$default_limit sets the number of mail items that will be processed at a time. This can be a number from 1 to 127, and defaults to 5 if you don't set it yourself, or override it on the command line (with the --limit=n option). Using larger batch sizes is more efficient, but consumes more system resources (especially memory), so it's usually advisable to stick to batch sizes of 5 or 10 in most cases.

# Maximum number of spam/non-spam items to process at a time (1-127).
$default_limit = 5;

$key_file is the location of your Blowfish key file, if you're using Maia Mailguard's encryption feature. This is needed in order to decrypt the encrypted mail items before learning and/or reporting them. If you're not using the encryption feature, set this to undef.

# Location of your encryption key file, or undef to disable
#$key_file = "/var/amavisd/blowfish.key";
$key_file = undef;

$default_max_size prevents oversized items from consuming a huge amount of system resources. Items larger than this number of bytes will not be used for learning or reporting, since doing so would put a severe strain on SpamAssassin and slow your server to a crawl. Don't worry, though--it's in spammers' best interests to keep spam small, so that they can send out as many items as possible in a short amount of time, so almost all spam tends to be smaller than about 256 kB. You can also set this with the --max-size=n command-line option.

# Items larger than this size (in bytes) will not be learned/reported.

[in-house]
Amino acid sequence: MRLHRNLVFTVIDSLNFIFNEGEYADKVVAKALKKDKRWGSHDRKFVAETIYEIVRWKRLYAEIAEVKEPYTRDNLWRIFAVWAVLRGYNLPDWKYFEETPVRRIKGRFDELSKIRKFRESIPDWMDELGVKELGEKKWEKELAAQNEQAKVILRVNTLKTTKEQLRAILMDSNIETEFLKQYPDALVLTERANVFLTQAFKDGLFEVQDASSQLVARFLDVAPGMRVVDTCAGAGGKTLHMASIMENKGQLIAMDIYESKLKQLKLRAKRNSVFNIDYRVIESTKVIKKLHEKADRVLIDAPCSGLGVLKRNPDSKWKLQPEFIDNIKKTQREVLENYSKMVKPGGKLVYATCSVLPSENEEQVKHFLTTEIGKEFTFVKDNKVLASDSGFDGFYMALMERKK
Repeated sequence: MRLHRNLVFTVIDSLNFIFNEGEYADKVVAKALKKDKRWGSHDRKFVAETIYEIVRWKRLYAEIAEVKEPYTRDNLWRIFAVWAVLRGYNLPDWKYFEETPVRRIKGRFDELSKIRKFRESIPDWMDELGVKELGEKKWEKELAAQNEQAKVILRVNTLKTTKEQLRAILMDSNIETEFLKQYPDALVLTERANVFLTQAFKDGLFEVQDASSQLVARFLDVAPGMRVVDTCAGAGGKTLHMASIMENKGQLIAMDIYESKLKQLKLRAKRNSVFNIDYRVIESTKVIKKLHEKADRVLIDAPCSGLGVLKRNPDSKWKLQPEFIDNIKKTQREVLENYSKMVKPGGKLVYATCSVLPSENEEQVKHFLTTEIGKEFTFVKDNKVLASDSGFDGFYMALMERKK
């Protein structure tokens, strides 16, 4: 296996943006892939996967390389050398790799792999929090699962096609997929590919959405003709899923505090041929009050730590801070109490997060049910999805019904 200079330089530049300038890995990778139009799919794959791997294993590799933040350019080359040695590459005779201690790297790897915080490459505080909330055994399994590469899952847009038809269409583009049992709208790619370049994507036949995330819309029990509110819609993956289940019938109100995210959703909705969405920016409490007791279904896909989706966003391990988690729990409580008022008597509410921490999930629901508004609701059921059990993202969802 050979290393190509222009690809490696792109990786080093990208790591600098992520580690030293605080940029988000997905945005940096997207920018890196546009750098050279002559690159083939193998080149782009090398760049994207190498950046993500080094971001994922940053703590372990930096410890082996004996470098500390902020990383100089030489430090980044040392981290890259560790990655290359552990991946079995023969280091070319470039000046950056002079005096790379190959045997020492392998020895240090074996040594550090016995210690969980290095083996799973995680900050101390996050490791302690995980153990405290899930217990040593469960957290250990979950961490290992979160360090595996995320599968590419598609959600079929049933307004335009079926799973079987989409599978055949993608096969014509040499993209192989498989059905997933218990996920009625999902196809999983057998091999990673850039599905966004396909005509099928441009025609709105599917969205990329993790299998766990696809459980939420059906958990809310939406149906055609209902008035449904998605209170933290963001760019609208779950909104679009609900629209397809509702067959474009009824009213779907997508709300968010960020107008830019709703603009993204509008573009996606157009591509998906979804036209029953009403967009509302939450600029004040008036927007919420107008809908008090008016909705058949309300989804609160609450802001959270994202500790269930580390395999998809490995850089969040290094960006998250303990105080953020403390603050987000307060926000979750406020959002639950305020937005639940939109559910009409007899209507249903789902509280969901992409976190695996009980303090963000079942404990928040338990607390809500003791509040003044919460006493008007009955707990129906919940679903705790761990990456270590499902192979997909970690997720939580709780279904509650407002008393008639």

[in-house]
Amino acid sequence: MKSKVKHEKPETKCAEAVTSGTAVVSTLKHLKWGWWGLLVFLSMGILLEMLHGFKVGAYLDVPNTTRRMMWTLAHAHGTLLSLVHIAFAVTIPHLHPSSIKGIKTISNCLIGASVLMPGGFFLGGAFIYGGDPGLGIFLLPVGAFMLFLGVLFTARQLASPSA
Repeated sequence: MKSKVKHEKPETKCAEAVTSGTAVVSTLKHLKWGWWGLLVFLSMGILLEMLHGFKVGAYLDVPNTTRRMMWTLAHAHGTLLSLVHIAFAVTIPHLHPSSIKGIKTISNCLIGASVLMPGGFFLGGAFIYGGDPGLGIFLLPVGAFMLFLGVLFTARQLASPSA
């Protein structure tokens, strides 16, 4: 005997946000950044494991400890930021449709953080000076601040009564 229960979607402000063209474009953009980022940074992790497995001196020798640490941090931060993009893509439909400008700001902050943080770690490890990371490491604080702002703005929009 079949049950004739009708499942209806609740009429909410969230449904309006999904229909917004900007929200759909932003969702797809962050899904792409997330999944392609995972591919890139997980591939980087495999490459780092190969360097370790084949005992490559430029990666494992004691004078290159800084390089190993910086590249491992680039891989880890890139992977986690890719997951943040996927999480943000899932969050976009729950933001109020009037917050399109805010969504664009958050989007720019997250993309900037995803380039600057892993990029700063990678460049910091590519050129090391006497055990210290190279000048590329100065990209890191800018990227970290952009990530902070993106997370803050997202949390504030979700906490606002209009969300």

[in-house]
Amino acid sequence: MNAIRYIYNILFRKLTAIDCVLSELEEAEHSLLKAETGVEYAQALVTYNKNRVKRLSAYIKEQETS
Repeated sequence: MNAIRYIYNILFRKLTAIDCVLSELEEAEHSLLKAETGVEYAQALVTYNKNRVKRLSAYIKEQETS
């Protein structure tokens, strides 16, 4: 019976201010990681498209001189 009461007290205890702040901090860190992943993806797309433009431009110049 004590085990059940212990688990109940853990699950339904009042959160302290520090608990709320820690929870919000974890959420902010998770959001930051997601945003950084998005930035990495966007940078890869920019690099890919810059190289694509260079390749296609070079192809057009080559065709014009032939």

$default_max_size = 256*1024;

$learning_options tells the script whether it should use the user-confirmed spam and non-spam to train the Bayes database. If you're using SpamAssassin's Bayes database, you almost certainly want this enabled. This can also be specified on the command-line with the --learn option, if you don't specify it here.

# Train the Bayes database?
#    0 = no
#    1 = yes (same as --learn)
$learning_options = 1;

$report_options determines whether the script should try to send spam reports to Razor, Pyzor, DCC, and/or SpamCop. The SpamCop reporting tool is already built into SpamAssassin 3.x, but Razor, Pyzor, and DCC all require external applications be installed first. While it is possible to use these services for lookups without reporting to them, if you can spare the bandwidth sending spam reports is a good way to "give back" to the anti-spam community.

NOTE: A small bug in SpamAssassin versions up to 3.1.4 makes it impossible to report to some services and not others--it's an all-or-nothing situation at present, unless you apply the three small patches I've attached to Ticket #288. With those patches applied, reporting works as intended. This should be corrected in SpamAssassin 3.1.5.

# Reporting options (add values together as desired):
#    0 = none (don't report spam)
#    1 = report to Razor
#    2 = report to Pyzor
#    4 = report to DCC
#    8 = report to SpamCop
#$report_options = 0;
$report_options = 1 + 2 + 4 + 8;
Last modified 16 years ago Last modified on Aug 17, 2006, 5:24:07 AM